“We still have to get our independence in this country where one does not have to be told what to do . . . we like a situation where one does what he feels like doing.”
These words were spoken last week by Chief Jonathan Mangwende during the official opening of the new Murehwa Magistrates’ Courts whose construction was financed by the Danish government.
As if to confirm this, State media reporters who were at the event couldn’t bring themselves to report the speech; or if they did, it was completely edited out by their superiors.
Whereas the private media has been rightly accused of being insufficiently critical of the MDCs, State media editors will never be seen to be in the slightest bit overtly — or even covertly — critical of President Robert Mugabe and Zanu PF.
“Although we claim to have attained Independence in 1980, we have not yet got fully independent,” the chief said to thunderous applause. The long-suffering audience of rural people enjoyed this rare glimpse into freedom.
Chief Mangwende closed with these words: “You know what you wanted me to say, but I did not say it. Go out and say what you think I wanted to say.”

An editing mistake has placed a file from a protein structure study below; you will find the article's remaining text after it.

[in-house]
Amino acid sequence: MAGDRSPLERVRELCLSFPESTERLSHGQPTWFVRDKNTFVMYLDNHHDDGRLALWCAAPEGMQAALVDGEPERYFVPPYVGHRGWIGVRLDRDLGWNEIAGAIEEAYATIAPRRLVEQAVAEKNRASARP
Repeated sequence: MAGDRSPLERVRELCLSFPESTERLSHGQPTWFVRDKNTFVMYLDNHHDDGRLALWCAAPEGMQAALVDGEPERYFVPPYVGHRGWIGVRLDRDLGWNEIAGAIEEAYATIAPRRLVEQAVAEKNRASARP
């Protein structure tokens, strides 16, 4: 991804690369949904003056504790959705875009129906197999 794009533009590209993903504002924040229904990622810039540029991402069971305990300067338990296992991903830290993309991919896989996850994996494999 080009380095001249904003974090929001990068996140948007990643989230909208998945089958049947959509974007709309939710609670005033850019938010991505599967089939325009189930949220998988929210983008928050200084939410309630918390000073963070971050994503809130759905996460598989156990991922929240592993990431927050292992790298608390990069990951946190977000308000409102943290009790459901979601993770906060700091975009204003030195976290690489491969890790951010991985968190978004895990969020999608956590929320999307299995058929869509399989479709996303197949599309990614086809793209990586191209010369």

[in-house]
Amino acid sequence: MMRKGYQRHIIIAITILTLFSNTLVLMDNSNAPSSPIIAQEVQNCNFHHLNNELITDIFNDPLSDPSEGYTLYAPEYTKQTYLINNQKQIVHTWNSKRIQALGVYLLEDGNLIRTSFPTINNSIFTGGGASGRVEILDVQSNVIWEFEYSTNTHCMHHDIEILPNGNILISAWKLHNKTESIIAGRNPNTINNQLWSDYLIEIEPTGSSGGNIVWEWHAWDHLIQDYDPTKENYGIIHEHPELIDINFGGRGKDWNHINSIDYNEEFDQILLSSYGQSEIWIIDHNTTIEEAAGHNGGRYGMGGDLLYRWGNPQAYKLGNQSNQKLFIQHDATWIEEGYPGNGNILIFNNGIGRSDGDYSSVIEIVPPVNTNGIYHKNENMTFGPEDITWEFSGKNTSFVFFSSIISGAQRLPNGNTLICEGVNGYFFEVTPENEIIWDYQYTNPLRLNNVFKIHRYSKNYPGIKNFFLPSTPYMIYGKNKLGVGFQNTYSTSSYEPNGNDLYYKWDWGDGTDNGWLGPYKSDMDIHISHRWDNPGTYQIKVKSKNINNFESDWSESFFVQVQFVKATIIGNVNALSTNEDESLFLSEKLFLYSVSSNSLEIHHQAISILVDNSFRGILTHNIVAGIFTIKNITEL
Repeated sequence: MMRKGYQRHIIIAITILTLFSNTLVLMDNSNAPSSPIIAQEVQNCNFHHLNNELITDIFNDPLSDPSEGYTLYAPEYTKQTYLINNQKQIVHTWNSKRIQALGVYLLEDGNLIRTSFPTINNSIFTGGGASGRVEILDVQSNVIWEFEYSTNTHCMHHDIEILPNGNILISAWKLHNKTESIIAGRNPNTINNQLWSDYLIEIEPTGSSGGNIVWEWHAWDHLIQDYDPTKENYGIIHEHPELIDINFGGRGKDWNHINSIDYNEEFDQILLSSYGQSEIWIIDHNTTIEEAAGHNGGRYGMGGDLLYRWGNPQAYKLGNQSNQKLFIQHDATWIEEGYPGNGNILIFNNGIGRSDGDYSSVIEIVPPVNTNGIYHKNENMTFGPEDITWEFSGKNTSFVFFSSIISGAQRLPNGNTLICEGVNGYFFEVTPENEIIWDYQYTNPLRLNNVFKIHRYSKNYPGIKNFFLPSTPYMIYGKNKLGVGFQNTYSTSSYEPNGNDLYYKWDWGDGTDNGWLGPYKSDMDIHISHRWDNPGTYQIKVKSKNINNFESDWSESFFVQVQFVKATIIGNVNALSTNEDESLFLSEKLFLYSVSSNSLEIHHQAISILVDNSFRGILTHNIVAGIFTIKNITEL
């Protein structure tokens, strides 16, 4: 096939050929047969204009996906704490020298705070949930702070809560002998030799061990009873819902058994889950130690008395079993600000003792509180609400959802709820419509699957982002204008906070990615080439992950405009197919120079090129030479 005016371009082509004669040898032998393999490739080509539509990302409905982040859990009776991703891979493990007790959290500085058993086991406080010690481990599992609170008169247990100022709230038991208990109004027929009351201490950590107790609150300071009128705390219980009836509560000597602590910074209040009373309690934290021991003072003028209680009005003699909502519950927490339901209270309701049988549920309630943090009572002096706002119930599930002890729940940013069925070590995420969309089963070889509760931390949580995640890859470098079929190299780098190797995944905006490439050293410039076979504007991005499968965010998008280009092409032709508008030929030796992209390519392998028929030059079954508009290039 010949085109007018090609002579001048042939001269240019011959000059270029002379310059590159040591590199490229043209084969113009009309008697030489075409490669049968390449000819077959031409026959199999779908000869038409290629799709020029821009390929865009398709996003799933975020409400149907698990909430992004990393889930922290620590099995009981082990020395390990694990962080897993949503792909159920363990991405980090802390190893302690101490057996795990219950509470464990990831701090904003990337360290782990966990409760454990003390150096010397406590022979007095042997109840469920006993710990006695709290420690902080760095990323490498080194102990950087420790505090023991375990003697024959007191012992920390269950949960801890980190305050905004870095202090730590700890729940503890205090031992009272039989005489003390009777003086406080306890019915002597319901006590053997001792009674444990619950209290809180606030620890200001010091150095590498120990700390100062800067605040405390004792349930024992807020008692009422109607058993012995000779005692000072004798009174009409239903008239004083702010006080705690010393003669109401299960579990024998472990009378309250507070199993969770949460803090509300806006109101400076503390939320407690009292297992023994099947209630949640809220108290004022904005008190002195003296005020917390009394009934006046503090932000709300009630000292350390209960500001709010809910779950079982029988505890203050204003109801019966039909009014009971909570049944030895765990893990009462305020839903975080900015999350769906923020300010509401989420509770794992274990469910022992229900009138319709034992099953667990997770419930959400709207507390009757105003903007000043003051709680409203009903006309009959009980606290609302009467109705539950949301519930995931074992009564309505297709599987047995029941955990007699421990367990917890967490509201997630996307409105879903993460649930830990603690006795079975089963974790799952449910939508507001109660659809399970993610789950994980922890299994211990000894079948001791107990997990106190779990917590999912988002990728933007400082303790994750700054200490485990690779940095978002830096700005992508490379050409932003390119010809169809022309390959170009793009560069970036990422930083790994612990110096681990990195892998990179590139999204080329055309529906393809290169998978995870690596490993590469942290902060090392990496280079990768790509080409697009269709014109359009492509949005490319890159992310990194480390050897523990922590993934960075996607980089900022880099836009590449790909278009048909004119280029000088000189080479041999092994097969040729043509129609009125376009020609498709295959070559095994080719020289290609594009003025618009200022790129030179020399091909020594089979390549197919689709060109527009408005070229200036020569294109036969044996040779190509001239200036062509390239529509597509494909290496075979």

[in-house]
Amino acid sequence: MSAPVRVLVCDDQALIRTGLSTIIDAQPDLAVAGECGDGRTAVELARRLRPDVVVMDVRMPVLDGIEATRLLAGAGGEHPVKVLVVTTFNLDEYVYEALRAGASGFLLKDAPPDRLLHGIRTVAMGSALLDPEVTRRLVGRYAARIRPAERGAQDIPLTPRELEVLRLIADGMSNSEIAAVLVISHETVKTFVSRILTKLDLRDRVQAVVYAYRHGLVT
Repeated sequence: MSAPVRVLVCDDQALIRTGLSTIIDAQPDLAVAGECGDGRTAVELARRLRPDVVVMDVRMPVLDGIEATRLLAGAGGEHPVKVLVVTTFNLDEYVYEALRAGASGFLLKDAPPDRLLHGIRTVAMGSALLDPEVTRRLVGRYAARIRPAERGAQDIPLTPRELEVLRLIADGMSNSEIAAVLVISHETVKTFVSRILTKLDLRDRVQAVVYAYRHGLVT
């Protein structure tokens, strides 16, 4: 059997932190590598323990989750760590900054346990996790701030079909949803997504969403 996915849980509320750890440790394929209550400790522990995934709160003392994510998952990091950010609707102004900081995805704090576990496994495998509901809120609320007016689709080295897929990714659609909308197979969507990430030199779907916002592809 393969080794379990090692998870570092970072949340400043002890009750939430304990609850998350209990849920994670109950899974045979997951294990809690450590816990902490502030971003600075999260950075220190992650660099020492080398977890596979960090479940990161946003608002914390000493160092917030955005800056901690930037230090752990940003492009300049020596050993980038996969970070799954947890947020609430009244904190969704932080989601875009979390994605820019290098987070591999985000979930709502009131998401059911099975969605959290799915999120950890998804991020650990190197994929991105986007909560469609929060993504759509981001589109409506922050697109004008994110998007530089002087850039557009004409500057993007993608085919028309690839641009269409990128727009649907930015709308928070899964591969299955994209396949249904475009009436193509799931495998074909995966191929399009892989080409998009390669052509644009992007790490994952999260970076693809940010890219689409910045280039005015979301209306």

The chief essentially summarised the democracy deficit in Zimbabwe where independent thinking can be a dangerous business. For that forthrightness, Chief Mangwende was reportedly removed from the presidency of the Council of Chiefs and replaced by yes-men. These words are timely as the country approaches harmonised elections, especially in view of the fact that Jabulani Sibanda, having been given free rein from the very top, is going around in rural areas preaching a one-sided gospel as if Zimbabwe is constitutionally a one-party State.
He has been incessantly lecturing rural folk on who to vote for as if they don’t have minds of their own.
Chiefs must find this particularly abhorrent and irksome because it goes against tradition where they hold court and all views from the community are heard and taken into consideration.
It is the replacement of this traditional democratic ethos with an aping and submissive mentality that Chief Mangwende lamented last week.
Zimbabweans at large should welcome this observation by Chief Mangwende because they have suffered enough at the hands of a strangulating officialdom.
The refreshing candour from Chief Mangwende is sorely needed if this nation is to move forward; it’s a breath of fresh air in a suffocating political atmosphere. For that, we say: “Bang on target, Chief Mangwende!” We wish there could be more like you to tell the nation to face up to its ills — not the same repetitive voices drowning out alternative views, which has led to oppression, resulting in the condonation of exploitation and corruption.
It does not take rocket science to see that it is plainly wrong and scandalous to be still subjected to this 33 years after Zimbabwe was born, making Independence Day to be observed this week a hollow event.